Malik Zaire passes during practice on August 10, 2017, at Donald R. Dizney Stadium.
Jim McElwain has emphasized competition throughout preseason camp, and on Friday he'll get his first chance to see it play out in The Swamp.
He's expecting to run somewhere from 90 to 110 plays with special emphasis on end-of-game, end-of-half and overtime situations. He also said he plans to work on substitution packages.
One thing he’s especially excited about is watching the quarterbacks play in Ben Hill Griffin Stadium, even though the seats will be empty. McElwain said the introduction of graduate transfer Malik Zaire has intensified the competition more than he was expecting, and he’s expecting that to continue in the scrimmage.
“There should be some answers, I think,” McElwain said of the scrimmage providing clues as to who will be the team’s starting quarterback. “And yet I don't know that. If I had a crystal ball I probably wouldn't be doing what I'm doing.”
He added one of the main purposes of the scrimmage is to evaluate some of the fringe players — freshmen, walk-ons, etc. He said he looks at the scrimmage like a tryout. He wants his players to find roles, whether at positions or on special teams.
“This is their opportunity to make the team,” he said. “I'm really looking forward to seeing where they and how they compete to go get a job.”
Running back Lamical Perine also said he’s excited to see what some of the fringe players do on the bigger stage.
“Some players, they shine under the lights,” he said. “We'll see who the players are."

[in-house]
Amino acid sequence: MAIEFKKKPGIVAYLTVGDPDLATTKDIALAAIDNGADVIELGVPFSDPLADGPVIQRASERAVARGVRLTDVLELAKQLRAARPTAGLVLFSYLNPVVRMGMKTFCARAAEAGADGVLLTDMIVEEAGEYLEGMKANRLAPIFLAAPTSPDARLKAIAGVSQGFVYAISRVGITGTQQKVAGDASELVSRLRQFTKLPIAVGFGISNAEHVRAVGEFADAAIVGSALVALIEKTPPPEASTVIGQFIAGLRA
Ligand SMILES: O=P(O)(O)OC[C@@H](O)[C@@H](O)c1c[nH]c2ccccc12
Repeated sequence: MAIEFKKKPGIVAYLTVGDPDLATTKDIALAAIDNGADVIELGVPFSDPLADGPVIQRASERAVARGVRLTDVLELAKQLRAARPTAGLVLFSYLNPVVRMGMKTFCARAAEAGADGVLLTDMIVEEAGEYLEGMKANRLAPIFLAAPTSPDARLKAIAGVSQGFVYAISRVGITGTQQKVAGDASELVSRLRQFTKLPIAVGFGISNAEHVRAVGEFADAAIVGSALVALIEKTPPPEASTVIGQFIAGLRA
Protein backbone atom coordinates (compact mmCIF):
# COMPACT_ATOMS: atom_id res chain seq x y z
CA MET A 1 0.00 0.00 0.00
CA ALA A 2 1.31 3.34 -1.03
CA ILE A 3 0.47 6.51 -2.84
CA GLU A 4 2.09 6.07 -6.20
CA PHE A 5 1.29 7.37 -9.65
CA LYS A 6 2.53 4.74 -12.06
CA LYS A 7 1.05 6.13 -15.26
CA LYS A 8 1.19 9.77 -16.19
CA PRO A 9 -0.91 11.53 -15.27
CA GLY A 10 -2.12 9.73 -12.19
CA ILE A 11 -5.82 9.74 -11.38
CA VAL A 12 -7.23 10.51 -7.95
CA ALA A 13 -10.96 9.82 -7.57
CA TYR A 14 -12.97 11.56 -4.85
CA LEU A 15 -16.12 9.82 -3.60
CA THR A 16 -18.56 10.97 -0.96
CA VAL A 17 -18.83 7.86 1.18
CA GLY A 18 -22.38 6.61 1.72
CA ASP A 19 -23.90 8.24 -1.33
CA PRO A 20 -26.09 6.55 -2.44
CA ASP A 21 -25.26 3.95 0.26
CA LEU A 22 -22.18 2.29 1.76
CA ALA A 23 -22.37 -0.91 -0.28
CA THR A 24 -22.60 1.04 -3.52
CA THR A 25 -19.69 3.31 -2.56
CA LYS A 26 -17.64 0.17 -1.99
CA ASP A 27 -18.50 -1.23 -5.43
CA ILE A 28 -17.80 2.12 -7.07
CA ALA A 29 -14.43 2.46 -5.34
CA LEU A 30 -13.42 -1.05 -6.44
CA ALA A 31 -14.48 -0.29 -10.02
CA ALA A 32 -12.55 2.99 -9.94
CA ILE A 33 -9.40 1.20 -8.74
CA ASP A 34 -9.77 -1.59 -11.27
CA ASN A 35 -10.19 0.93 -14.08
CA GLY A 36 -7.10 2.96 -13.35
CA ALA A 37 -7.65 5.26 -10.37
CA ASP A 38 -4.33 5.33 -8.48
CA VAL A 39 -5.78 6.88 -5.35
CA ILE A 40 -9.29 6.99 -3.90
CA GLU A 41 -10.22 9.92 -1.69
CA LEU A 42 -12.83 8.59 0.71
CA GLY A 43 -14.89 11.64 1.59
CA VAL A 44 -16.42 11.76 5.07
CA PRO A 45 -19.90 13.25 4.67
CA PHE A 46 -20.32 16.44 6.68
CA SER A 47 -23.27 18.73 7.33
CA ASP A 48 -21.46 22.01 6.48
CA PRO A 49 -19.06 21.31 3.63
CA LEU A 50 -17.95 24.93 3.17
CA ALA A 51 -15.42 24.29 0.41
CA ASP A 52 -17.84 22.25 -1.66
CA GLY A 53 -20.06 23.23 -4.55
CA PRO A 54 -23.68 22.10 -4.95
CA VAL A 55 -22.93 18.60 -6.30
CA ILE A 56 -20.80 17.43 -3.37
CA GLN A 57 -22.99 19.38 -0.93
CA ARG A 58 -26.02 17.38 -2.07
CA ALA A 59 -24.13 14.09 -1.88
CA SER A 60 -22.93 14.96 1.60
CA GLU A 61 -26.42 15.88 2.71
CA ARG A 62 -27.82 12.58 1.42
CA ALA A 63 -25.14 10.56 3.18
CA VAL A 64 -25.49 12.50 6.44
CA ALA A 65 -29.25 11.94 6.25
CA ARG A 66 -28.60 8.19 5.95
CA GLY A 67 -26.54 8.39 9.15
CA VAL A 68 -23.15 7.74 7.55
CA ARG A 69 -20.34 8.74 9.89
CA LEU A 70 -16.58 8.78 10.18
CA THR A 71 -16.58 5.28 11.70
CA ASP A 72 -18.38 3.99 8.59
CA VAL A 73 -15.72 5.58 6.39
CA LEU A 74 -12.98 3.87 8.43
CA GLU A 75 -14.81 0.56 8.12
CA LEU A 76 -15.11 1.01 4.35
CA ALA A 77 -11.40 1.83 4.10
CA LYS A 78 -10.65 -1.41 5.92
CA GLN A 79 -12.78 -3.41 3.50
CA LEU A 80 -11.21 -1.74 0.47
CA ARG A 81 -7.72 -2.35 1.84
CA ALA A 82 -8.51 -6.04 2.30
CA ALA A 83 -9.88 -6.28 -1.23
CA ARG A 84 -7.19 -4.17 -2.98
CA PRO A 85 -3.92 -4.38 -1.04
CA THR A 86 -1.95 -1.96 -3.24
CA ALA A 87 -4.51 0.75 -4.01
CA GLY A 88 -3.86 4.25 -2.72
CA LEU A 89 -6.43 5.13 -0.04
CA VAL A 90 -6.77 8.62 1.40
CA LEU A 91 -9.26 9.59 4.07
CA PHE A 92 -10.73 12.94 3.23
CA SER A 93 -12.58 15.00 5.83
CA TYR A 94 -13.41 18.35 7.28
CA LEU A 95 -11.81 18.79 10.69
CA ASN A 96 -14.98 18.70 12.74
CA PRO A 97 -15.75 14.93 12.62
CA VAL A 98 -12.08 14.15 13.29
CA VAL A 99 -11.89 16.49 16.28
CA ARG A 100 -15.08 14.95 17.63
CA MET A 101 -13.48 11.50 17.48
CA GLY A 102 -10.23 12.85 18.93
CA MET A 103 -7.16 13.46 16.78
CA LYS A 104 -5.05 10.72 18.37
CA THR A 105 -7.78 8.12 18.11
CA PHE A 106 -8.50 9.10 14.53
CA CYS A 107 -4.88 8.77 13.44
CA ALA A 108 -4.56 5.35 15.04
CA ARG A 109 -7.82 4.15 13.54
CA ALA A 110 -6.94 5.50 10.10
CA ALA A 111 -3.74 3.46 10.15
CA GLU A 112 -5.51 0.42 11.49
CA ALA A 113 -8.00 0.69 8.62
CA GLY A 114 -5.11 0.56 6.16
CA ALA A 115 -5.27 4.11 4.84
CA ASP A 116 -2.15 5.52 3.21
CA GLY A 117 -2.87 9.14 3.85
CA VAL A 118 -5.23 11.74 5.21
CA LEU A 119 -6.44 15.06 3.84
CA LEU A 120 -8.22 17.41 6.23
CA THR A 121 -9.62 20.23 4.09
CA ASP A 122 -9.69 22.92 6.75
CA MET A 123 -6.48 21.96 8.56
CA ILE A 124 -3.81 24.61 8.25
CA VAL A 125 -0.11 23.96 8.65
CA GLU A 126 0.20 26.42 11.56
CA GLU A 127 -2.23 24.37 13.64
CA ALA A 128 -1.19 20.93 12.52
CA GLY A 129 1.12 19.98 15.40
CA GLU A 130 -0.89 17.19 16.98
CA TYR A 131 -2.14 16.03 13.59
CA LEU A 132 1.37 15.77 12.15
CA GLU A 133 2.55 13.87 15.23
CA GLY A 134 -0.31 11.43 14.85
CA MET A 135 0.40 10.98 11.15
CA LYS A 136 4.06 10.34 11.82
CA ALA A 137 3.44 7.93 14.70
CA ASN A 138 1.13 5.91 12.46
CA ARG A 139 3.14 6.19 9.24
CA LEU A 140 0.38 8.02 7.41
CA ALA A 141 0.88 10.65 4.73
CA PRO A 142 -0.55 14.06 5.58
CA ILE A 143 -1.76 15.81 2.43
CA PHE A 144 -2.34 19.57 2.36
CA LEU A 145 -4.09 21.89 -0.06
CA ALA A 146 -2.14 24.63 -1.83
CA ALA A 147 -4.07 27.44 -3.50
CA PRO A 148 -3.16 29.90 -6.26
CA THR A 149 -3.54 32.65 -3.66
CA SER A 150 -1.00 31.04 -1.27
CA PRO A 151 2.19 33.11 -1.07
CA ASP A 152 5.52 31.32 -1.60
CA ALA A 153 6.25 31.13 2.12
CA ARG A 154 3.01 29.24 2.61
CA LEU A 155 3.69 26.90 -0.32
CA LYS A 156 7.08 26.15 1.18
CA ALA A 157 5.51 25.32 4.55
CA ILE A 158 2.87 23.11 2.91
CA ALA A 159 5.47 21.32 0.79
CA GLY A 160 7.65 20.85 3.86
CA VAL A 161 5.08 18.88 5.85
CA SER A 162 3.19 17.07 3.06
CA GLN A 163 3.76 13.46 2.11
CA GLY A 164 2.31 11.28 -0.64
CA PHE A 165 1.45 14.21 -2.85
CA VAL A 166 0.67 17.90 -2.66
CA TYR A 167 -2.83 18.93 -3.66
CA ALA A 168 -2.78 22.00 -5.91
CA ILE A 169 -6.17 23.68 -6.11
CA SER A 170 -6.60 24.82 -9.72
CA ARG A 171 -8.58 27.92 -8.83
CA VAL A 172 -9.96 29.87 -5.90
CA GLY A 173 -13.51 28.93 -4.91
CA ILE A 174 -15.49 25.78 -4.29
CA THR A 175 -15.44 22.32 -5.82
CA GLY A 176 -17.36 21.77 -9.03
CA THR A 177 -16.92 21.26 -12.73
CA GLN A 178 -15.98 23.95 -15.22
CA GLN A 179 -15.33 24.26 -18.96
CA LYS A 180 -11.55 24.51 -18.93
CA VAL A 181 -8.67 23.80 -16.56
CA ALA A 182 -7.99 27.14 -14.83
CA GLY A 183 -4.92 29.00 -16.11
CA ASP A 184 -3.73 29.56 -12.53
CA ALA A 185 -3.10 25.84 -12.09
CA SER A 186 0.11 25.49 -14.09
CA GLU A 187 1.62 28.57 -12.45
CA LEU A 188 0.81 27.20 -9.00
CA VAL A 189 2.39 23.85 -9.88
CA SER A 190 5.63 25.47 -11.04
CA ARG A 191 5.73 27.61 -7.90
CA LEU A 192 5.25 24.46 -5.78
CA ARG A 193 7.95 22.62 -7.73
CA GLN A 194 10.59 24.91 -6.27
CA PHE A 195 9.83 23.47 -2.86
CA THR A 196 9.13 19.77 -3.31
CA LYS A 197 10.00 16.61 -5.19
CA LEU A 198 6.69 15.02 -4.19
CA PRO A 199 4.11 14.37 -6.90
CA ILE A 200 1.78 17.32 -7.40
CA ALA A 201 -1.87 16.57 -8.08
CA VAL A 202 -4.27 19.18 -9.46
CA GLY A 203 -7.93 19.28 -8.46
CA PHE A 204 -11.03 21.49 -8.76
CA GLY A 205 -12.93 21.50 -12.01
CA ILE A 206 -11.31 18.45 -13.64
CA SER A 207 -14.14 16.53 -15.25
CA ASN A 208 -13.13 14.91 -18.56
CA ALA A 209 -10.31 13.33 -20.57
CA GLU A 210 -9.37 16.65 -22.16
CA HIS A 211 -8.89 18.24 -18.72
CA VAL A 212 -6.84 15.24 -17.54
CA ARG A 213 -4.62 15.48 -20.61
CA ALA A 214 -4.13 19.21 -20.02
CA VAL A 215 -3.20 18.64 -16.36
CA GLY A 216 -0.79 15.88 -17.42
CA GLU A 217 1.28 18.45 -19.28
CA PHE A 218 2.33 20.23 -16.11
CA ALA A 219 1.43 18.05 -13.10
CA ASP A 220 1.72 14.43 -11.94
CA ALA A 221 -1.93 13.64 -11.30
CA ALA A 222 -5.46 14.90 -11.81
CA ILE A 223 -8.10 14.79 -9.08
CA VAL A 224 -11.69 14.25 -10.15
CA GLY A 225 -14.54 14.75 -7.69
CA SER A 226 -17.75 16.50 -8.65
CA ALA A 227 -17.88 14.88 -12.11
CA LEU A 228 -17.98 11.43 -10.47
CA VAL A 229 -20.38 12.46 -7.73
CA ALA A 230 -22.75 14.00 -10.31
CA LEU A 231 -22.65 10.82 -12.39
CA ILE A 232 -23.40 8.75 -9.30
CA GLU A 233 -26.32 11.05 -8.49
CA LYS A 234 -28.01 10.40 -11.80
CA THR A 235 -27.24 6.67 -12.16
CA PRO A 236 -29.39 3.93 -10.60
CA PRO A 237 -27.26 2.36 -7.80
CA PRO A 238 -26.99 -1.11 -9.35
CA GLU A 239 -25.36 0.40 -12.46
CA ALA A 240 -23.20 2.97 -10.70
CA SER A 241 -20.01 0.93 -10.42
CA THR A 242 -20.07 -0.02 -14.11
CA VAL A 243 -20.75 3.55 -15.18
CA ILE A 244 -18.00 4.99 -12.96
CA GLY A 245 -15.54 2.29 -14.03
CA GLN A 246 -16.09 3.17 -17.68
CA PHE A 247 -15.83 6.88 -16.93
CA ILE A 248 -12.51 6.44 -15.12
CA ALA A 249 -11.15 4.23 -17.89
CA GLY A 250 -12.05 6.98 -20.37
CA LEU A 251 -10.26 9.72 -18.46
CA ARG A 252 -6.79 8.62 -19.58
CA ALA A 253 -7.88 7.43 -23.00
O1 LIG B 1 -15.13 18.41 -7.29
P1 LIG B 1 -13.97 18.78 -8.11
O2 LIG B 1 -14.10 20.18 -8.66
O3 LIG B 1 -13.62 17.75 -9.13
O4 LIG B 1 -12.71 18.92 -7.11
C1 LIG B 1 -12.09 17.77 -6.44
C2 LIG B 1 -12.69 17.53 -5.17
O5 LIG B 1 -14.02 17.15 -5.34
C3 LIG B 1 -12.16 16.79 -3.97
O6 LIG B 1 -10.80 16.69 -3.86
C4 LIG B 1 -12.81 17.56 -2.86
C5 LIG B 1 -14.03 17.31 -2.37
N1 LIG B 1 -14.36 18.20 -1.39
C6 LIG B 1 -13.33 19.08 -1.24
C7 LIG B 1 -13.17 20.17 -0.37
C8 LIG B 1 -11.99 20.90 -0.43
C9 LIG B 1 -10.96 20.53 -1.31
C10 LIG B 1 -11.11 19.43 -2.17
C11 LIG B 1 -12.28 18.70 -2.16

After missing time earlier this week with some knee swelling, left tackle Martez Ivey is doing fine and is at nearly full strength, McElwain said Friday.
Tight end C’yontai Lewis, defensive tackle Elijah Conliffe, offensive tackle Kadeem Telfort, defensive back CJ McWilliams, safety Quincy Lenton, linebacker Kylan Johnson and defensive end Jordan Sherit, meanwhile, will all be out of for the scrimmage. McElwain didn’t elaborate on any of their injuries, but it sounded precautionary.
“Don’t read anything into it,” he said.
Will the real Wanny please stand up
Florida features two players with the same name: safety Jeawon Taylor and offensive lineman Jawaan Taylor. Coaches have taken to calling both of them Wanny, which has led to some confusion.
“When they call Wanny,” Jawaan said, “we both look because we don't know which one they're talking about. So they've gotta add either big Wanny or little Wanny just so we can know.”
He added that in addition to their size separation — Jawaan is listed at 6-foot-5 and 334 pounds while Jeawon is 6-feet, 206 pounds — they’re also differentiated by personality. He said he’s more the quiet type while Jeawon is loud and makes people laugh.
“Ever since he started getting called it, he thinks he's the real Wanny and all that,” Jawaan said. “So it's just fun.”
The confusion figures to get worse next season, as Florida currently holds a commitment from linebacker recruit David Reese. If he enrolls, he’ll join current UF linebacker David Reese.
The Wyoming wild man returns
Defensive line coach Chris Rumph dubbed defensive tackle Taven Bryan the “wyoming wild man” over two years ago, but his teammates say the nickname is still appropriate.
Running back Jordan Scarlett said Bryan, a redshirt junior from Casper, Wyoming, squats the second-most weight on the team, and defensive end Keivonnis Davis said he’s just as impressive elsewhere in the gym.
“Squat, bench, curl, whatever it is,” he said. “That man is a beast. I’m telling you that man is a beast, like a real life beast. I tried working out with him over the summer but I was sore the next day. He’s a monster.”
Perine added “he could lift the whole weight room if he wanted to."
Offensive lineman Brett Heggie said that translates well to the field, where Bryan’s strength makes him hard to block.
McElwain singled out Bryan as a player who needs to step up this season, especially with the Gators lacking depth at defensive tackle. He said it was Bryan’s “time.”
Perine doesn't think that'll be a problem.
“I feel like he's going to shock a lot of people this year,” he said. “He's very underrated.”